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Self-Defense: Skyrocketing Murder Rate Highest in 20 Years

crime scene for U.S. murder rates
Yes, it really is more dangerous out there.

If it seems that today's environment is more dangerous, it's not your imagination. The FBI is reporting that the murder rate in almost every city is the highest it's been in more than two decades.


The spike of up to more than 20,000 recorded homicides is the largest one year increase in U.S. history.


“We’ve never seen an increase like that. Previously the biggest one-year increase in murder was a 12.5% increase in the 1960s," statistician and crime analyst Jeff Asher told the Washington Examiner. "We’re really talking about unprecedented increases in murder."


Asher concluded, using the FBI data, that the murder rate for 2020 sat at roughly 6.22 per 100,000 people. Not since 1998 has the country seen a murder rate that high. In 2019, the murder rate was an even 5 per 100,000 people, a slight dip from 5.1 in 2018.


U.S. murder rate per 100,000 from FBI
Historic spike in U.S. murder rate.

Major cities are seeing increased violence in 2020 over 2019:


New York -- +41%

Chicago -- +50%

Los Angeles -- +20%


St. Louis, Missouri, has one of the highest murder rates ever recorded in a U.S. city with 87 murders per 100,000 residents -- the highest its been in that city for 50 years.


Even smaller cities like Chula Vista, Calif., and Sacramento are seeing substantial increases:


Chula Vista -- +150%

Sacramento -- +26%


"One thing is that this past year was exceptional and that it’s hard to make a claim about general trends in a lot of jurisdictions. In New York City, this trend began before lockdowns," said Charles Lehman, a fellow at the right-leaning Manhattan Institute who specializes in research on crime and policing. "On the other hand, it’s impossible to dissociate these trends that are associated with protests against the police and city governments defunding their law enforcement. It’s worth noting that the last time we saw these jumps in murder was after the Ferguson protests."


"These spikes in murder are unsurprisingly associated with hostility towards the police and a retreat of police from public life," Lehman said. "When that happens, unsurprisingly, crime goes up."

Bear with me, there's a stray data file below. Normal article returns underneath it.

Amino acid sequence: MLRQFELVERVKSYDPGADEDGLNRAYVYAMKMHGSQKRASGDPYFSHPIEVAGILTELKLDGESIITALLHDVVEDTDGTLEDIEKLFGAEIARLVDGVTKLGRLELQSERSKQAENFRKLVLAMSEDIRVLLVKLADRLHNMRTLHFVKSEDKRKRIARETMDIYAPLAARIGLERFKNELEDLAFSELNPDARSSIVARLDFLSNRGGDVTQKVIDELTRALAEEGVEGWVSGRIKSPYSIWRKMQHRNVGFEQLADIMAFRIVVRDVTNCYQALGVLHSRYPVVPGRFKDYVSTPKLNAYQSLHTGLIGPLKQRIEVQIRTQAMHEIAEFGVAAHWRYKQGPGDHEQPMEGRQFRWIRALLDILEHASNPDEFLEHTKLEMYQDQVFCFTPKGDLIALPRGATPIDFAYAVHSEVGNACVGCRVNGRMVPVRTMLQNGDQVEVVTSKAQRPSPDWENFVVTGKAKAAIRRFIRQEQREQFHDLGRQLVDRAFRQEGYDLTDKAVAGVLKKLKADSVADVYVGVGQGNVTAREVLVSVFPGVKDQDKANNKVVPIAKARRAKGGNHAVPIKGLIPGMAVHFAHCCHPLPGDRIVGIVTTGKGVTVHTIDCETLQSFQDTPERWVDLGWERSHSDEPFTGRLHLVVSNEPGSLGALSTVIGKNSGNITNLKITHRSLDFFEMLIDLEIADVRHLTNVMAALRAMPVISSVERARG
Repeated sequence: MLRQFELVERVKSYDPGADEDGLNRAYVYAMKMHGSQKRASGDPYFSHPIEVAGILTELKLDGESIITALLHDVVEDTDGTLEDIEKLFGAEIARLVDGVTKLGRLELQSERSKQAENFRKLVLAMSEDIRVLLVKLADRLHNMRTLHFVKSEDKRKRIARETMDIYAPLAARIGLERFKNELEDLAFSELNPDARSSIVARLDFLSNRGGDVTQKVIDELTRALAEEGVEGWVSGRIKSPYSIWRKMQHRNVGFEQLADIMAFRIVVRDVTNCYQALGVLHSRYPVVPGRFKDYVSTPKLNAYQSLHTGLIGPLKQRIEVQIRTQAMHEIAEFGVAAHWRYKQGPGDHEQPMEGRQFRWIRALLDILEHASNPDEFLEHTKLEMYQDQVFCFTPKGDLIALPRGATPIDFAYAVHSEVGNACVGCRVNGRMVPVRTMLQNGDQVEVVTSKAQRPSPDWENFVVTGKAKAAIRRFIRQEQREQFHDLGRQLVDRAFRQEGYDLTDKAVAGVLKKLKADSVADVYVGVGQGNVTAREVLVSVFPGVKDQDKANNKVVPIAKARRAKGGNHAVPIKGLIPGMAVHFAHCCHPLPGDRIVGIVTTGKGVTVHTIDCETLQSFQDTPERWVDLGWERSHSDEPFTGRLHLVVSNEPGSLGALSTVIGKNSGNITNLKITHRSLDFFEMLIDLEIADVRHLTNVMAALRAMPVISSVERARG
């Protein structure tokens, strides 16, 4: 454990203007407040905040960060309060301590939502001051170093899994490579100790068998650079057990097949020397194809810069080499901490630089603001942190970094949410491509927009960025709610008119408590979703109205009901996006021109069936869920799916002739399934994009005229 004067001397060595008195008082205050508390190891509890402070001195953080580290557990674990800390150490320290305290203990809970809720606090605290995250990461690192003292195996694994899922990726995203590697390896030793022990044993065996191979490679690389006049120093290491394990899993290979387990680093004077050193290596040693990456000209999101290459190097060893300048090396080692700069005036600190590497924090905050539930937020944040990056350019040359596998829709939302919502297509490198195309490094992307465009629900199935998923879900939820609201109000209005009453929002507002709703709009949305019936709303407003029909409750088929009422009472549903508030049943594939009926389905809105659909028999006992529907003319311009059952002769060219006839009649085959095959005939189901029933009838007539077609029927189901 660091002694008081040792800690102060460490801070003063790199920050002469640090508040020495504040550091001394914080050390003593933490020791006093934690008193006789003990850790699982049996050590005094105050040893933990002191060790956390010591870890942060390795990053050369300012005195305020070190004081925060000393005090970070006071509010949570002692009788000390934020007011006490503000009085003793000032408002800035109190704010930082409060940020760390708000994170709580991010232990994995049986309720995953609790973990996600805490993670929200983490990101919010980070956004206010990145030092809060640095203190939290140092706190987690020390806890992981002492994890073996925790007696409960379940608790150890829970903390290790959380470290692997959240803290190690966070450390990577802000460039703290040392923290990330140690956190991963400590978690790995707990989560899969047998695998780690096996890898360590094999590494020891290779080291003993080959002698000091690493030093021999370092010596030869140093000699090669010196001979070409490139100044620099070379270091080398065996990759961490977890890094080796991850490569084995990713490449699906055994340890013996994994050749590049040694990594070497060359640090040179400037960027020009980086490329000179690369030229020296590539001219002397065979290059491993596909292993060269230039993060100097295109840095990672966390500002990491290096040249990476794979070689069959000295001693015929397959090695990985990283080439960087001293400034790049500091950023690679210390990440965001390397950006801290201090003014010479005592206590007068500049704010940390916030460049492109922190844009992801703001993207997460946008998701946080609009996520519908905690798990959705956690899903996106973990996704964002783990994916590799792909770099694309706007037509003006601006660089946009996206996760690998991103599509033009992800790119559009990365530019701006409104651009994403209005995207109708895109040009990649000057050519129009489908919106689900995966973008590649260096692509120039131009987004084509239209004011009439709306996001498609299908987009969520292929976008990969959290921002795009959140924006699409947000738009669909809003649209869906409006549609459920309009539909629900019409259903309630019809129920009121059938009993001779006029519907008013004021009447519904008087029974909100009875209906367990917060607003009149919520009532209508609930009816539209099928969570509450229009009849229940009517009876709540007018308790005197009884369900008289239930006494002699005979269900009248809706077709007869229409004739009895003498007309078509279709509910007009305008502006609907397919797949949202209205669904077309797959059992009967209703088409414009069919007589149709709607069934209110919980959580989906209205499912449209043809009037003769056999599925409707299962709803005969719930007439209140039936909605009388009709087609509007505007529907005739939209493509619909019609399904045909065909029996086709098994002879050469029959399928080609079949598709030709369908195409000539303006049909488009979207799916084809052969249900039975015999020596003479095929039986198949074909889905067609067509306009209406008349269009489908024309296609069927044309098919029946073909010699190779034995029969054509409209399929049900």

The article notes the murder rates now still are significantly lower than they were in the 1980s which saw 10.22 murders per 100,000 people vs. the 6.22 per 100,000 now.


Is it because of the COVID-19 lockdowns? Is it because of the defund the police trends in cities? Is it because of the move to eliminate cash bail for accused criminals? Regardless of the reasons why the rates are skyrocketing experts see this trend continuing.


“I don’t have data to draw enough conclusions because it’s early," Asher said. "[But] I would not be surprised to see an increase in murder through the rest of the year.”


So what what can we do about high crime as individuals?


  1. Face the problem. First and foremost, we have to admit we have a problem. Regardless of where we live or what we do, we can become a target by a criminal. We have to recognize our "normalcy bias" and stop denying that bad things can't happen to good people.

  2. Take responsibility. We are our own first responders. The police are not responsible for your safety. Call for help, but move forward with the mindset that you are on your own and help is not coming. It could be minutes, it could be hours before police respond -- but we need to solve our problem right now!

  3. Get fit. Physical skills are invaluable for your survival. Speed, power, and flexibility give you the ability to respond effectively to an attack. Your fitness, by itself, can give your opponent pause to consider if he thinks he can beat you without getting hurt himself.

  4. Get training. There are no easy or steadfast rules when it comes to interpersonal violence and combat. You have to be familiar with fighting. This means you should have familiarity with hand-to-hand styles like Muay Thai kickboxing, Brazilian Jiu-Jitsu, and boxing. You should start getting training with armed defense like combat handgun and knife defense. The order in which you study them is not important, but include both empty handed and armed disciplines. Even a little bit of training will go a long way in your defense.

  5. Control what you can. If we focus on the areas which we can control, then we can make real strides in our self-defense and personal protection efforts.

  6. Finally, practice your skills. Work with your new-found knowledge to groove your skills so you can rely on them when you are under extreme stress and duress. Practice like your life depends on it.


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